Michael Phelp's Comeback: The Psychology and Lessons From His Rise and Fall ... and Rise

Michael Phelps is swimming in Rio, appearing stronger than ever, athletically and mentally. But he has traveled along quite a journey. As privileged and fortunate as high-profile, successful athletes can be, they also have their own burdens to bear psychologically and spiritually, especially when their success and power come upon them young and quickly. Their vessels (or egos) often cannot handle all that responsibility, pressure and adoration. Addiction to alcohol, drugs, gambling, and sex are not uncommon. 

Any human who achieves what Michael Phelps has, coupled with a great and public falling and then rising, becomes a valuable inspiration for us all.

Here are 5 important life lessons:

In a NYTimes interview, longtime coach Bob Bowman shared about Michael, "He had no idea what to do with the rest of his life. It made me feel terrible. I remember one day I said: ‘Michael, you have all the money that anybody your age could ever want or need; you have a profound influence in the world; you have free time—and you’re the most miserable person I know. What’s up with that?’”

Many in high pressure, high profile, and high influence positions, e.g., athletes or military professionals, struggle with the transition into "civilian" or "normal" life. They report feeling empty, confused and lost without a purpose. Those who fare best are ones who find ways to channel their gifts, skills, and desires into a passion and purpose, particularly for the greater good.  Many find that a spiritual path creates meaning. This is a lesson for all of us. 

Our challenges, even self-imposed, serve as the wake-up calls we need to reach our true and fullest potential, especially when we choose to treat them as such. Landing himself in jail after his second DUI in 2014, along with the public falling from grace, seems to have tipped Michael's "I-can-do-this-on-my-own" scale. He finally let go and entered treatment for alcoholism. Even swimming as a child was a rise after a fall for Michael. After disdaining the Ritalin for his diagnosed ADHD, Phelps chose to go off medication and channel his often unmanageable energy into his natural version of speed.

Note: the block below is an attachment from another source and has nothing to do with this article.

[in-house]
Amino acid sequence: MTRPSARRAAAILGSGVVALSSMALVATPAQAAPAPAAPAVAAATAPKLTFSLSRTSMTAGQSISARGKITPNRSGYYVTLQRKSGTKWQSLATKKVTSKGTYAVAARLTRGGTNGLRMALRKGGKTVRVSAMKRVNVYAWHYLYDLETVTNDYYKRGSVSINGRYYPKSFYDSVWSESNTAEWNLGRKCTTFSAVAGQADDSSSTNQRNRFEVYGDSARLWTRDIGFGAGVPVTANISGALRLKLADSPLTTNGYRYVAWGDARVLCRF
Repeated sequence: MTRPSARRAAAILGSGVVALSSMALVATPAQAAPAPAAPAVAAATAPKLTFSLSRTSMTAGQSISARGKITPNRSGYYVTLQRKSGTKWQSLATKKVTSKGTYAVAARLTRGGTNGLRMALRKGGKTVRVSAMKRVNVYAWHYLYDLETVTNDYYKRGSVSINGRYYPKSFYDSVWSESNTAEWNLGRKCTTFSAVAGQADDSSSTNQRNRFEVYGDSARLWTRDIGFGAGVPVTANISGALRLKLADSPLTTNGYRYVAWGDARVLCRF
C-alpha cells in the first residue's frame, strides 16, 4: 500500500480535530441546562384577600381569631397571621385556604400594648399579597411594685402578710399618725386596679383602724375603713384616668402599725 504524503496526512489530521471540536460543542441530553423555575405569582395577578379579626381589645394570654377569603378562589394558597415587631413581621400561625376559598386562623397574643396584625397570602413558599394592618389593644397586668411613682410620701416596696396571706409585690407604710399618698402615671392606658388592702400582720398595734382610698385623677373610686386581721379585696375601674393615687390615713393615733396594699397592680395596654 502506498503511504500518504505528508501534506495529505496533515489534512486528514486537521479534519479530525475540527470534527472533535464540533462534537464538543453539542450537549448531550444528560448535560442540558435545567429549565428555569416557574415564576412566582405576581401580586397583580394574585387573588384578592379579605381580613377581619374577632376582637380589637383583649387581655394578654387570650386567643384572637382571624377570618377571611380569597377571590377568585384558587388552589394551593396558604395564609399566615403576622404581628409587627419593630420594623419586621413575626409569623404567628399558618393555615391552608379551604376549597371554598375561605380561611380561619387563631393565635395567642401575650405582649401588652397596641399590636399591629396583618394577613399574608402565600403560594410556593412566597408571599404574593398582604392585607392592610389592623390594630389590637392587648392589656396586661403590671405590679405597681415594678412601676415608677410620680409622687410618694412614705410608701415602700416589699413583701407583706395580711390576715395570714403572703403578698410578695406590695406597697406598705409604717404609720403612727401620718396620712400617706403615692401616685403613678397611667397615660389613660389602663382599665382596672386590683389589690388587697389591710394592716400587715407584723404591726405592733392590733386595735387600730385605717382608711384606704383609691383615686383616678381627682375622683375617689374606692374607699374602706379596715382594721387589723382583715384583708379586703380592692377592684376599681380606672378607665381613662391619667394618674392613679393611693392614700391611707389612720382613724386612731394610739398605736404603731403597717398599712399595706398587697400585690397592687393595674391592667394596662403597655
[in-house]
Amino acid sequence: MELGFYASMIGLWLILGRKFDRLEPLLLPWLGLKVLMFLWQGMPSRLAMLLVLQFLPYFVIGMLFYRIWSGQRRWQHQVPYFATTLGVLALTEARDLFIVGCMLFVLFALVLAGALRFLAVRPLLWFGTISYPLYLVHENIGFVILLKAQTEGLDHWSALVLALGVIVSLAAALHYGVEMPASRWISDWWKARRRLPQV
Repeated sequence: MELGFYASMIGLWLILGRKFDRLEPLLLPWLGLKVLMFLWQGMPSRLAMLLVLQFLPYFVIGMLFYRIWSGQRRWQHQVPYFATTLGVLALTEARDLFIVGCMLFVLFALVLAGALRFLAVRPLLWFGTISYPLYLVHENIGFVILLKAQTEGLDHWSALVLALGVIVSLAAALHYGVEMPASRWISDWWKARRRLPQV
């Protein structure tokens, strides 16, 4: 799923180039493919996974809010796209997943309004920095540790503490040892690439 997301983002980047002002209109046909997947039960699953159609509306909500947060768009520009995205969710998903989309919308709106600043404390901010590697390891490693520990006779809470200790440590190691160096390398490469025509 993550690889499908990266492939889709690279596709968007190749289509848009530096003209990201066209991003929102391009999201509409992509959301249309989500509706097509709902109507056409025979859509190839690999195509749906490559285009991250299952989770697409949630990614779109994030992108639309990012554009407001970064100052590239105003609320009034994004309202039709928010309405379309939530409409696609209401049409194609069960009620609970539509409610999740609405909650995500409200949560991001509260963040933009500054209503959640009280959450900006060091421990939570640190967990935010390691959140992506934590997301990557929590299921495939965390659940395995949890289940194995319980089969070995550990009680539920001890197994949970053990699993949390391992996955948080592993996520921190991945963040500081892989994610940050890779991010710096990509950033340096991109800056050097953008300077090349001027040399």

When we form a role that becomes an identity, it's a matter of time that the security we seek from that role, and the pressure to uphold it, must shatter. We are more than our identity, particularly when we over-identify with one specific area of life. Michael Phelps appears to have learned and shows us that we must expand beyond the confines of a role we play. We must develop other parts of our self. Identities are shells around our true self and voice. We actually don't want to base our self-worth or security on an identity. Rather, we do better deciding who we want to become and live our lives according to these values from our inner truth.

The demons in our closet don't go away on their own. We need to address our pain, losses, and grudges. Whatever we sweep under the rug will continually rear its head and wreak havoc until we lift up the rug, beat it and expose our vulnerable underside. In rehab, Michael reports that he allowed himself to be vulnerable, addressed his pain over his parents' divorce and took steps to heal and close the resentful space between him and his father.  

Michael Phelps shows us that you don't need to be perfect to become your best. Life is a process. We are here to learn and transform. We are all unripe green bananas and we must practice mercy and compassion, toward ourselves and others, as we all take our "mistakes" and use them as leverage for growth. Life is a constant process of growing "up." 

Enough said!